Volume 388, Number 1, June II 2002
|Page(s)||309 - 319|
|Section||Stellar structure and evolution|
|Published online||28 May 2002|
A revised HRD for individual components of binary systems from BaSeL synthetic photometry
Influence of interstellar extinction and stellar rotation
Observatório Astronómico da Universidade de Coimbra, Santa Clara, 3040 Coimbra, Portugal
Corresponding author: E. Lastennet, email@example.com
Accepted: 19 March 2002
Johnson BVRI photometric data for individual components of binary systems have been provided by ten Brummelaar et al. ([CITE]). This is essential because non-interacting binaries can be considered as two single stars and therefore play a critical role in testing and calibrating single-star stellar evolution sets of isochrones and the implicit theory. While they derived the effective temperature (Teff) from their estimated spectral type, we infer metallicity-dependent Teff from a minimizing method fitting the , and colours. For this purpose, a grid of 621 600 flux distributions were computed from the Basel Stellar Library (BaSeL 2.2) of model-atmosphere spectra, and their theoretical colours compared with the observed photometry. The BaSeL colours show a very good agreement with the BVRI metallicity-dependent empirical calibrations of Alonso et al. ([CITE]), with the temperatures being different by in the range 4000–8000 K for dwarf stars. Before deriving the metallicity-dependent Teff from the BaSeL models, we paid particular attention to the influence of reddening and stellar rotation. We inferred the reddening from two different methods: (i) the MExcessNg code v1.1 (Méndez & van Altena [CITE]) and (ii) neutral hydrogen column density data. A comparison of both methods shows a good agreement for the sample located inside a local sphere of ~500 pc, but we point out a few directions where the MExcess model overestimates the ) colour excess. Influence of stellar rotation on the BVRI colours can be neglected except for 5 stars with large , the maximum effect on temperature being less than 5%. Our final determinations provide effective temperature estimates for each component. They are in good agreement with previous spectroscopic determinations available for a few primary components, and with ten Brummelaar et al. below ~10 000 K. Nevertheless, we obtain an increasing disagreement with their temperatures beyond 10 000 K. Finally, we provide a revised Hertzsprung-Russell diagram (HRD) for the systems with the more accurately determined temperatures.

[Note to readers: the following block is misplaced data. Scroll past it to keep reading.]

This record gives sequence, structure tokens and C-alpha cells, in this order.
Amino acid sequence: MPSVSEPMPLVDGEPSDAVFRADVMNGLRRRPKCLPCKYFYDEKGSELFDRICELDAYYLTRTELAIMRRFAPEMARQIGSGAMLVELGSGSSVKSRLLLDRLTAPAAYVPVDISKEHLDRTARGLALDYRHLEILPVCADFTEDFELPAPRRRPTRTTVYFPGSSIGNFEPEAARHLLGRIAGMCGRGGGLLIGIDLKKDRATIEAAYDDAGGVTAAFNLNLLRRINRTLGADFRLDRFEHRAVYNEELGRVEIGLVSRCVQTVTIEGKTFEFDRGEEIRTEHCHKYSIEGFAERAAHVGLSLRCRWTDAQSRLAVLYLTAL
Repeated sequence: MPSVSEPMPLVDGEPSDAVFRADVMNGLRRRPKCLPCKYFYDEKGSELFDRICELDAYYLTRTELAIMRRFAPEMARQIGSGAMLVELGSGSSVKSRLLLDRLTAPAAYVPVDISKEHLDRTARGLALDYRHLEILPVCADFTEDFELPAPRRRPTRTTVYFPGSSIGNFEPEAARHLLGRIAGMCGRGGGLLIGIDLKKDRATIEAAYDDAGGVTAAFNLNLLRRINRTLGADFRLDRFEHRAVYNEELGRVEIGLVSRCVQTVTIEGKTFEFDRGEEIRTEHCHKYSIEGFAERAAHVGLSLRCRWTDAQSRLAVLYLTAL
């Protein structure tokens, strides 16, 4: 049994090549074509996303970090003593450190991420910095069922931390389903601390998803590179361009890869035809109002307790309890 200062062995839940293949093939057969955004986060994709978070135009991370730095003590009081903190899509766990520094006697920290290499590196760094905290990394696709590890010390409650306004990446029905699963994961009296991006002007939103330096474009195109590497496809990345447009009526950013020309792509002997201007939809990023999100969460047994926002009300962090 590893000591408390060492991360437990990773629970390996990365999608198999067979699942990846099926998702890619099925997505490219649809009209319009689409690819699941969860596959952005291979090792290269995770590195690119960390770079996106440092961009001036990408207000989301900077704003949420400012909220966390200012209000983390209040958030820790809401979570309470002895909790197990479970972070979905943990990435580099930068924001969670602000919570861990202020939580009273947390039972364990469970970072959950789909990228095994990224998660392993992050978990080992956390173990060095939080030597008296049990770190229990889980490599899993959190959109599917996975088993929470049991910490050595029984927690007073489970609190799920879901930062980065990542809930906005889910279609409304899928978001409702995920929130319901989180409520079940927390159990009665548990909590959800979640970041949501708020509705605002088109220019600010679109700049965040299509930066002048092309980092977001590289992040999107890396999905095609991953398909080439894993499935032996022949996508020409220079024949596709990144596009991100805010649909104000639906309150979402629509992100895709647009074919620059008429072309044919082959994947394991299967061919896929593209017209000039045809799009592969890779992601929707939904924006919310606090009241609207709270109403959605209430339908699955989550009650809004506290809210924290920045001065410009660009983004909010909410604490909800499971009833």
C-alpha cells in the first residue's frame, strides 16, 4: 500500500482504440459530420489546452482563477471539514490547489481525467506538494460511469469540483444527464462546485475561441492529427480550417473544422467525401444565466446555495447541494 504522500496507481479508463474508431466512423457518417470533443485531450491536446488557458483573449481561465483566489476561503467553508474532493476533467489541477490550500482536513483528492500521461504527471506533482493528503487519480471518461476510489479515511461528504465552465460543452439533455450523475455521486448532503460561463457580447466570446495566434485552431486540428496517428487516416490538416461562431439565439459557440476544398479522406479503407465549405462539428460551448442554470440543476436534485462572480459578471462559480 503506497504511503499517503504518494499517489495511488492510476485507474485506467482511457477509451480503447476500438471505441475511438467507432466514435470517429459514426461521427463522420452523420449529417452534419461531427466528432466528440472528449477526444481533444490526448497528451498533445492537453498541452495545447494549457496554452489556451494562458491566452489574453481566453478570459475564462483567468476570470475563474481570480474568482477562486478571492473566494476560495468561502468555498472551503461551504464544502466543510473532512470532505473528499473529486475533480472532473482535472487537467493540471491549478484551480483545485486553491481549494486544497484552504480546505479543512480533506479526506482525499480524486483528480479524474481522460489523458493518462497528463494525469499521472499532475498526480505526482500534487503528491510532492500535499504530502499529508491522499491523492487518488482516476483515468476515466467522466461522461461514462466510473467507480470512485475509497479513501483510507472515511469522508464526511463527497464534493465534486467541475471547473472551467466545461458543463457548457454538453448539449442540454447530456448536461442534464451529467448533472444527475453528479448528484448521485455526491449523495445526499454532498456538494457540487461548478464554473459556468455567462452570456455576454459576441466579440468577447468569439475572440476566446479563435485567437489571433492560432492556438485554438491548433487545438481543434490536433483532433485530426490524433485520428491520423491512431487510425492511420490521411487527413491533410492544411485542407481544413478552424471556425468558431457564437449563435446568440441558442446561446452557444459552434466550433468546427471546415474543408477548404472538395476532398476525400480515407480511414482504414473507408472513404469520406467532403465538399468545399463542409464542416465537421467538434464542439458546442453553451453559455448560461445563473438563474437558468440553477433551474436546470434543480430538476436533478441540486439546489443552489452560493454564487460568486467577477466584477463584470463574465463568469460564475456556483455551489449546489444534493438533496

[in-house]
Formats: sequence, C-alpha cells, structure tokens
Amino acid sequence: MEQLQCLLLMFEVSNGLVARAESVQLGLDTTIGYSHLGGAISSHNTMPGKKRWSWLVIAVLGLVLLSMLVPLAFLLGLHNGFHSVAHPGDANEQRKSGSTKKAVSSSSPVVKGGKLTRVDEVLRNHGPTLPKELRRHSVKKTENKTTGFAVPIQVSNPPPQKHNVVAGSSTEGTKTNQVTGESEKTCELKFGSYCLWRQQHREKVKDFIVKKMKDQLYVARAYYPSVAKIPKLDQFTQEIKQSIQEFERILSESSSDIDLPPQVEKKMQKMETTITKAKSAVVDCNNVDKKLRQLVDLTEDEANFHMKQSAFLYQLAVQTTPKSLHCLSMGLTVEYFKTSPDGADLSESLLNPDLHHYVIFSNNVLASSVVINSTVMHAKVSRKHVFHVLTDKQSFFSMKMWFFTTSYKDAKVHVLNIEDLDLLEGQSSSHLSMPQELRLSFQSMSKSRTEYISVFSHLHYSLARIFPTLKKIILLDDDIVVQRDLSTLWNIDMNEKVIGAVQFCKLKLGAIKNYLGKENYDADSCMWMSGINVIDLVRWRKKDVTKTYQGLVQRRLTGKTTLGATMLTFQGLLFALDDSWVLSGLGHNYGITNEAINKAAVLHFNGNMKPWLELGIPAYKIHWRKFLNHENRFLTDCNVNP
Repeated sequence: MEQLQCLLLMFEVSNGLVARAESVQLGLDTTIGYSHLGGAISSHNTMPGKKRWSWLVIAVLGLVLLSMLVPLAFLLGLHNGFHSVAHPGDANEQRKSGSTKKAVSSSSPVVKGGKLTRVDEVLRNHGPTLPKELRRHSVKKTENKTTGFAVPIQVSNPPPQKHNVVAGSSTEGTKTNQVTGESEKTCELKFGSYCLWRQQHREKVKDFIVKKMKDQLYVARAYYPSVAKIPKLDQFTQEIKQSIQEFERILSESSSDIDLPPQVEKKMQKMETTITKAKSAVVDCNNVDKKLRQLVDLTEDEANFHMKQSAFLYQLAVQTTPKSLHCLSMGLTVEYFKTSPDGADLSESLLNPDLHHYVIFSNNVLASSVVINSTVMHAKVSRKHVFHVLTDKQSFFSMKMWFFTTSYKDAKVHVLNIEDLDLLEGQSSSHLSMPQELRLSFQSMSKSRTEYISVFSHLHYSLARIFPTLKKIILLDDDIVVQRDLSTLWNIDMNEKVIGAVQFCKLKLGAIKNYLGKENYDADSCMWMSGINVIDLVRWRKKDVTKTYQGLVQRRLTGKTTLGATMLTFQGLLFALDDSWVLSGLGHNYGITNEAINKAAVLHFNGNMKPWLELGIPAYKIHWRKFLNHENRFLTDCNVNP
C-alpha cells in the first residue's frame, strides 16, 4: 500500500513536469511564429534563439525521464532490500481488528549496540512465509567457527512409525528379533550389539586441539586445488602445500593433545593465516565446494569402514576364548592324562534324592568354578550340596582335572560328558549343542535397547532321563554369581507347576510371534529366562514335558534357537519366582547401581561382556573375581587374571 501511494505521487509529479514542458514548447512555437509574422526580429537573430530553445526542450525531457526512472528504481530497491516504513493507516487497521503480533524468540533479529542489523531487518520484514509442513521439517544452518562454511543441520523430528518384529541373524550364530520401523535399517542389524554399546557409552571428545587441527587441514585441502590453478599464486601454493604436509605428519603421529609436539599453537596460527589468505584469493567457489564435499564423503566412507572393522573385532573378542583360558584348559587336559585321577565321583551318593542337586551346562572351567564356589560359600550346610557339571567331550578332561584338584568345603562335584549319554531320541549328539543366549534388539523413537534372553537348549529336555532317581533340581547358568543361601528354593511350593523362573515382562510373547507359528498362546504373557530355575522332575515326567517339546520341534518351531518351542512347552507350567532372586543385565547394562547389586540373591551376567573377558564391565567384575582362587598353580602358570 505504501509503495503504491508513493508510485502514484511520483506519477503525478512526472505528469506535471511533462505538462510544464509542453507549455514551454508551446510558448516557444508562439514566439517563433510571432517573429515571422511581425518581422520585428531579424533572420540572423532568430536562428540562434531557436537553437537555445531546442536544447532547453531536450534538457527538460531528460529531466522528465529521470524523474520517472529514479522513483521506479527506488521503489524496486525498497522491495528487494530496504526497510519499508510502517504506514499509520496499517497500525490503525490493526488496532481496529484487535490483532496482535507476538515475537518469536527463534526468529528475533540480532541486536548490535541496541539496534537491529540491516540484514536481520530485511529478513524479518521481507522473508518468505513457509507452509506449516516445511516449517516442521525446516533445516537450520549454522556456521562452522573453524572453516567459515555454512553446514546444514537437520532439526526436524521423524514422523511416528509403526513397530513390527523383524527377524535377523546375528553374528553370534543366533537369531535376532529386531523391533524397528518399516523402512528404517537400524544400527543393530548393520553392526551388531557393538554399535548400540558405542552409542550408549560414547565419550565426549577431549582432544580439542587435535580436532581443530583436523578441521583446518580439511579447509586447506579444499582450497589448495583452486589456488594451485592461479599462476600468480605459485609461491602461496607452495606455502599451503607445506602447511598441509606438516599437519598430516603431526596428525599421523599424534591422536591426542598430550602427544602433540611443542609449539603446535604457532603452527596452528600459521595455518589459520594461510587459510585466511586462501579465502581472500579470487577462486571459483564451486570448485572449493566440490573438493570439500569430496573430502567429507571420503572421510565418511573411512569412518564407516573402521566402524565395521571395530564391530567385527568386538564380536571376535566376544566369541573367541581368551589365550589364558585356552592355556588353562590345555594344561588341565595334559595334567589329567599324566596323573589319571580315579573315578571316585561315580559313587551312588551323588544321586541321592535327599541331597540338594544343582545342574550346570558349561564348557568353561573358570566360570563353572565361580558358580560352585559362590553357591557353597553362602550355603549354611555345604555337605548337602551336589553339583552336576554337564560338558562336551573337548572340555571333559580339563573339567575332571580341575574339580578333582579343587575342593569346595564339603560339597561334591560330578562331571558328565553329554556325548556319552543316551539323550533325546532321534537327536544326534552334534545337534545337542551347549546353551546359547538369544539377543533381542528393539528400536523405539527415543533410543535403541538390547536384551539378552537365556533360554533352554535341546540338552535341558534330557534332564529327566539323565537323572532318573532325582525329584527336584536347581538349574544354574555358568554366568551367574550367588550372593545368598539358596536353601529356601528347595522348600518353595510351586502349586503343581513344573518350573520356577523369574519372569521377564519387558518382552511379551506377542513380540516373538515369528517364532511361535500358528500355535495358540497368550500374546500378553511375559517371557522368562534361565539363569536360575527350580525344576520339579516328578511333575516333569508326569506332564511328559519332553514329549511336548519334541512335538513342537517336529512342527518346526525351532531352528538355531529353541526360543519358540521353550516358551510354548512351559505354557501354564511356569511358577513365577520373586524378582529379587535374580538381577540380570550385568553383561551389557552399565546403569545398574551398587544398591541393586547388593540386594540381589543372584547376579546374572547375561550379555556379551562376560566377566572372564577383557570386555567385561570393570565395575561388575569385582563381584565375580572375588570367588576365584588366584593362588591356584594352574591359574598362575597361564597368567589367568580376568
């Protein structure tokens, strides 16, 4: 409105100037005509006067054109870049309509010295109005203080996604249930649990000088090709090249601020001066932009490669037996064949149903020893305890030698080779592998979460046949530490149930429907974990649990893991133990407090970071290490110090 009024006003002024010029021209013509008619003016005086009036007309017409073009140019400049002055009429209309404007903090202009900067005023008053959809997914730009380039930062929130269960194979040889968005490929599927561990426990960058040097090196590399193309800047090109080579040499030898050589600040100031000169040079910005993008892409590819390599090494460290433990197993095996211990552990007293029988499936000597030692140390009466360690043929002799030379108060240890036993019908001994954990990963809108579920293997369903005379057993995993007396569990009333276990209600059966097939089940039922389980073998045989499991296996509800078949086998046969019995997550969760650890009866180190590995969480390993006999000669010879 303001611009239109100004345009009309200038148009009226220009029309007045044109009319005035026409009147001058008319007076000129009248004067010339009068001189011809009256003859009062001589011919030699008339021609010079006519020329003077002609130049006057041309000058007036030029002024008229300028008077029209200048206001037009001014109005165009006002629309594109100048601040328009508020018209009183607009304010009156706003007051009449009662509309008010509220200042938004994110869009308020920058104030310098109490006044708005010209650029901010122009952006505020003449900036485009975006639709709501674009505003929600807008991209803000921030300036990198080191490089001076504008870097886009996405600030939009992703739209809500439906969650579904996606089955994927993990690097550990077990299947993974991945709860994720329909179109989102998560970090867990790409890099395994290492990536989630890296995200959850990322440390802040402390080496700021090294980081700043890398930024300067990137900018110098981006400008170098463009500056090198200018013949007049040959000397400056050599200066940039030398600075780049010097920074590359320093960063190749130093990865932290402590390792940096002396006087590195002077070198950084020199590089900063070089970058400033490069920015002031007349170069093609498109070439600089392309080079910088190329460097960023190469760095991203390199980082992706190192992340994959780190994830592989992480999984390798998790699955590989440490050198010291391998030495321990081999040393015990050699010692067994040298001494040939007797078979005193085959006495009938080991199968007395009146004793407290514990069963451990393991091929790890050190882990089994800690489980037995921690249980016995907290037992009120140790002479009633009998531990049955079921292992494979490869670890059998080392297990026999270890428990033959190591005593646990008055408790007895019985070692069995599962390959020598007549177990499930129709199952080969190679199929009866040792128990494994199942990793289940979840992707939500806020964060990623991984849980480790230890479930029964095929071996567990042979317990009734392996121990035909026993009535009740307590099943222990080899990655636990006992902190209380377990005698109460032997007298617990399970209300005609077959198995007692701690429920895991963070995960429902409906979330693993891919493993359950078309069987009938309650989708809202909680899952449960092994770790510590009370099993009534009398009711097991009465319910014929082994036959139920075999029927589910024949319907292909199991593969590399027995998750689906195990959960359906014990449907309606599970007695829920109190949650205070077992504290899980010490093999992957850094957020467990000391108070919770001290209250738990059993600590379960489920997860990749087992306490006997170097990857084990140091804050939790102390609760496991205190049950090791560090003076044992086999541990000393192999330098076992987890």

Key words: stars: fundamental parameters / stars: binaries: visual / stars: abundances / stars: rotation / stars: Hertzsprung-Russell (HR) and C-M diagrams / ISM: dust, extinction
© ESO, 2002
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